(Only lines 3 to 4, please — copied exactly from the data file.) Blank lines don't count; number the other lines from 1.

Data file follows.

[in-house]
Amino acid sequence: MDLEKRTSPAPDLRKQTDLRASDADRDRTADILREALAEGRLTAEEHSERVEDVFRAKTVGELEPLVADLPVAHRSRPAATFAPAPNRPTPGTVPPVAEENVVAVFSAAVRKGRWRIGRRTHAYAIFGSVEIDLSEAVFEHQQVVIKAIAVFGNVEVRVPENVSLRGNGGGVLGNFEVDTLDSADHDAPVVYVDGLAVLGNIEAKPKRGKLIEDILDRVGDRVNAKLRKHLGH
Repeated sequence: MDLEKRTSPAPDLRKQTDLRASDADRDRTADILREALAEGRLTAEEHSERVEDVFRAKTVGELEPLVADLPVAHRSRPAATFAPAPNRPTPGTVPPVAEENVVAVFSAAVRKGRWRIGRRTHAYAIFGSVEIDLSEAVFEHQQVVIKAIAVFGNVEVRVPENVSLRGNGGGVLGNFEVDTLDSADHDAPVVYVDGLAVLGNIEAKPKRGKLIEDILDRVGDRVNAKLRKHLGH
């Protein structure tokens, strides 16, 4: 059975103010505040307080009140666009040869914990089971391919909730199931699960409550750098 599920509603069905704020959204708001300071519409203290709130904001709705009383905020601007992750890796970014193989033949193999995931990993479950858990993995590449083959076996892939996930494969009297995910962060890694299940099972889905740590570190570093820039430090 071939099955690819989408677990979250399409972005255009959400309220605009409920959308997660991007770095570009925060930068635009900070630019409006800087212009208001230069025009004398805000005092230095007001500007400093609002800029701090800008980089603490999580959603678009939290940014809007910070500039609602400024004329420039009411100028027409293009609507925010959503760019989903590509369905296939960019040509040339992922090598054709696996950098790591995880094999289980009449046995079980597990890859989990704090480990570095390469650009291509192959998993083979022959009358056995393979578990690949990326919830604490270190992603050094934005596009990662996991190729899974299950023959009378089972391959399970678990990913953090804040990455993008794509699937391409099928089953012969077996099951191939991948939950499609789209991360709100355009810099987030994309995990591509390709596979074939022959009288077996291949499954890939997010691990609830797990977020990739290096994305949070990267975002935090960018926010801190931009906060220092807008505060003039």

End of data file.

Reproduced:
Repeated sequence: MDLEKRTSPAPDLRKQTDLRASDADRDRTADILREALAEGRLTAEEHSERVEDVFRAKTVGELEPLVADLPVAHRSRPAATFAPAPNRPTPGTVPPVAEENVVAVFSAAVRKGRWRIGRRTHAYAIFGSVEIDLSEAVFEHQQVVIKAIAVFGNVEVRVPENVSLRGNGGGVLGNFEVDTLDSADHDAPVVYVDGLAVLGNIEAKPKRGKLIEDILDRVGDRVNAKLRKHLGH
């Protein structure tokens, strides 16, 4: 059975103010505040307080009140666009040869914990089971391919909730199931699960409550750098 599920509603069905704020959204708001300071519409203290709130904001709705009383905020601007992750890796970014193989033949193999995931990993479950858990993995590449083959076996892939996930494969009297995910962060890694299940099972889905740590570190570093820039430090 071939099955690819989408677990979250399409972005255009959400309220605009409920959308997660991007770095570009925060930068635009900070630019409006800087212009208001230069025009004398805000005092230095007001500007400093609002800029701090800008980089603490999580959603678009939290940014809007910070500039609602400024004329420039009411100028027409293009609507925010959503760019989903590509369905296939960019040509040339992922090598054709696996950098790591995880094999289980009449046995079980597990890859989990704090480990570095390469650009291509192959998993083979022959009358056995393979578990690949990326919830604490270190992603050094934005596009990662996991190729899974299950023959009378089972391959399970678990990913953090804040990455993008794509699937391409099928089953012969077996099951191939991948939950499609789209991360709100355009810099987030994309995990591509390709596979074939022959009288077996291949499954890939997010691990609830797990977020990739290096994305949070990267975002935090960018926010801190931009906060220092807008505060003039």